How can you check your car seat expiration date? In most cases, you will find a sticker underneath the seat with its expiry date. The same applies to the seat base. Just turn over the seat and you should find it on the back. Alternatively, some brands indicate the expiry date on the shell behind the cushion. Remove the seat cushion and check there if it isn’t on the back.
If you are unable to find the expiration date of your seat, call its manufacturer and ask for help. You should never use a seat without confirming first that it is still safe for your child.
Helpful noteWe recommend that you register your car seat with the manufacturer after your purchase. This will ensure that you receive up to date information about potential recalls or other safety changes. Recalls are usually free of charge. You will receive a brand new seat that meets safety standards if that were to happen to you.
What should you do with your expired car seat?
When a car seat expires, you should immediately stop using it. We recommend that you cut the straps to make sure that no one else risks putting their child at risk by using it after you.
Next, you can call the manufacturer or check online if there is a car seat trading program or a recycling company near you that could help you dispose of your expired car seat. Some companies might offer you a discount on a new car seat if you bring in an old one.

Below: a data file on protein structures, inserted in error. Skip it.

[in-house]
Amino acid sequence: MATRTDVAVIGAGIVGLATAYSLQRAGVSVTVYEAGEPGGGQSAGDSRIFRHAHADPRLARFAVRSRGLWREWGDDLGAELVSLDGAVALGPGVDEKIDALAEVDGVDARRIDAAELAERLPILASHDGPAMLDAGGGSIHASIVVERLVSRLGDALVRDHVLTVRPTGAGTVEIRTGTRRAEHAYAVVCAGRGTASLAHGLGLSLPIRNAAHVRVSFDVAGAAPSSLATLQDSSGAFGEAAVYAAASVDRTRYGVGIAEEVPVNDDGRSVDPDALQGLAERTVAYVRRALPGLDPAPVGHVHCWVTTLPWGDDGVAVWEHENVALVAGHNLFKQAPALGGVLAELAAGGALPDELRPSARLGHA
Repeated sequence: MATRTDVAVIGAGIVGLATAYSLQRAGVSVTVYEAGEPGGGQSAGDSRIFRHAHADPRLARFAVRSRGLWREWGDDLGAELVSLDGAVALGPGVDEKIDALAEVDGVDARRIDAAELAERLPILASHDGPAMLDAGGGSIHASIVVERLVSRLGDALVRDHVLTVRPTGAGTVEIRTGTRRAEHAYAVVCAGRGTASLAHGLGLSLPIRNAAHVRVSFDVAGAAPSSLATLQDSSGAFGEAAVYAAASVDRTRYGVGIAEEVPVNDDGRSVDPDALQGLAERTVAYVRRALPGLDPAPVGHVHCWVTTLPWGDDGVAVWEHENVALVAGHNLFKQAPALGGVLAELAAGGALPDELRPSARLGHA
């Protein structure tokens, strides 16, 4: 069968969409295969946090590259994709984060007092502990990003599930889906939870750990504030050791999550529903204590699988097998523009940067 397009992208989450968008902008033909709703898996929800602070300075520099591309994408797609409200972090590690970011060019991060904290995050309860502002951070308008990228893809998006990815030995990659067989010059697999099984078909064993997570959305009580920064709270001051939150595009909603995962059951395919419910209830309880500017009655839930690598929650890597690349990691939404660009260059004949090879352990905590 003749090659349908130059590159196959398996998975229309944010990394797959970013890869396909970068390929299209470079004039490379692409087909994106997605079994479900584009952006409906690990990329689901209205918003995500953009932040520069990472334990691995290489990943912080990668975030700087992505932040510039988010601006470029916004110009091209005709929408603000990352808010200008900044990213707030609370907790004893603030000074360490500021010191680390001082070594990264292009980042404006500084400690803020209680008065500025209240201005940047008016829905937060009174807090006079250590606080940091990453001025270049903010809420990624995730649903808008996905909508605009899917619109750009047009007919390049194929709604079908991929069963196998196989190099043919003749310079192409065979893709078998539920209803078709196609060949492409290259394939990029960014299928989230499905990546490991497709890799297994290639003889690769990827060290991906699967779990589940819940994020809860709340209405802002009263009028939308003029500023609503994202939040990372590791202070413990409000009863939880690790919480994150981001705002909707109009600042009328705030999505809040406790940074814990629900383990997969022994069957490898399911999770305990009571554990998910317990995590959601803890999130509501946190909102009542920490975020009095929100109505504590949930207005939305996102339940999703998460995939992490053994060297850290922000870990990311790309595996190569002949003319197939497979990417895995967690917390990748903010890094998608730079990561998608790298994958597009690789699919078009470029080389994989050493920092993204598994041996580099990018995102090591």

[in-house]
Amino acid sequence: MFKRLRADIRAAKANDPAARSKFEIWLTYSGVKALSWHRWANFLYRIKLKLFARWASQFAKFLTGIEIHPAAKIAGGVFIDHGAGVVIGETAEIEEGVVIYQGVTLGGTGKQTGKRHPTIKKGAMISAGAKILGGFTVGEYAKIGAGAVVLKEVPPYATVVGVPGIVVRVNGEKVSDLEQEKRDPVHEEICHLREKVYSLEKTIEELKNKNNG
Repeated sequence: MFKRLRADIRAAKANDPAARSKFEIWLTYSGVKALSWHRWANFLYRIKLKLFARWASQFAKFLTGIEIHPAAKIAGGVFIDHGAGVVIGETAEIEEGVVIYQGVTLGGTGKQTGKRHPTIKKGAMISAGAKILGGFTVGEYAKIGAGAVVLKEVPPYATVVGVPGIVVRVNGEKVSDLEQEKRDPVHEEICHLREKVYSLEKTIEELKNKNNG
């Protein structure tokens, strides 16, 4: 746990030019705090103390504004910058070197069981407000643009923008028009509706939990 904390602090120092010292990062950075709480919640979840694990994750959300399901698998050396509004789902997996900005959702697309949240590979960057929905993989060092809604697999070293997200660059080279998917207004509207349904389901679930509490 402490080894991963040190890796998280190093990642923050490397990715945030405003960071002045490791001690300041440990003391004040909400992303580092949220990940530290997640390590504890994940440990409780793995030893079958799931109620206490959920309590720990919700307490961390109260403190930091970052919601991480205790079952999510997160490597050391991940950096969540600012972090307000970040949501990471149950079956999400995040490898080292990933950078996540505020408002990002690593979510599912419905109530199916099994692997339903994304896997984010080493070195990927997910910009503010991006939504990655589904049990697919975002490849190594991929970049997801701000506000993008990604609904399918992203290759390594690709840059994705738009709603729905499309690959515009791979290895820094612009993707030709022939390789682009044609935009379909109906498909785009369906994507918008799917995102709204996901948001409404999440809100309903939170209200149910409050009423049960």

Alternatively, here is a list of recycling centers in the United States. You can call them before dropping by to make sure that they are able to take care of your expired seat.
Car seat expiration: Frequently Asked Questions
Most car seat bases are good for six years from their manufacturing date. The exact timing might vary a bit by brand and model, however. To see how many years from the manufacture date your car seat or car seat base will expire you can look at the expiry date on the sticker.
Most car seat expire after six years because of wear and tear but also because safety regulations and new technology developments might render older models less safe to use.
You should first render the seat unusable by cutting its straps. You can then try to exchange it for a discount from a retailer or dispose of it at a recycling center near you.
Most insurance companies will replace your car seat if it was involved in an accident. You should check with your insurance policy and contact your insurer if you are unsure about your particular situation. In any case, a car seat that was involved in an accident shouldn’t be used again.
Depending on where you live, it might be illegal to use an expired car seat. While the law doesn’t explicitly prohibit the use of an expired car seat, some states to have “proper use” clauses making it mandatory to respect safety standards.
Further reading recommendations about car seat expiration
We used several authoritative sources to write this guide on car seat expiration. We recommend that you read them if you want to learn more about car seat safety in general. These are also great resources if you want to understand a particular aspect of child safety or want to stay up-to-date with the latest research.
The National Highway Traffic Safety Administration and the National Child Passenger Safety Board have excellent in-depth resources on car safety for children. We recommend you start there:
WikiHow has an in-depth article on how to recycle old car seats:
And Recycle Your Car Seat has an entire website dedicated to helping you find a recycling center near your:
If you want to explore car safety even further, we recommend the following resources that were used when writing this article:
We also used a few specific resources dedicated to infant car seat installation that we’re including here for reference:
Photos by Graco, Chicco, Britax, and Baby Gear Essentials.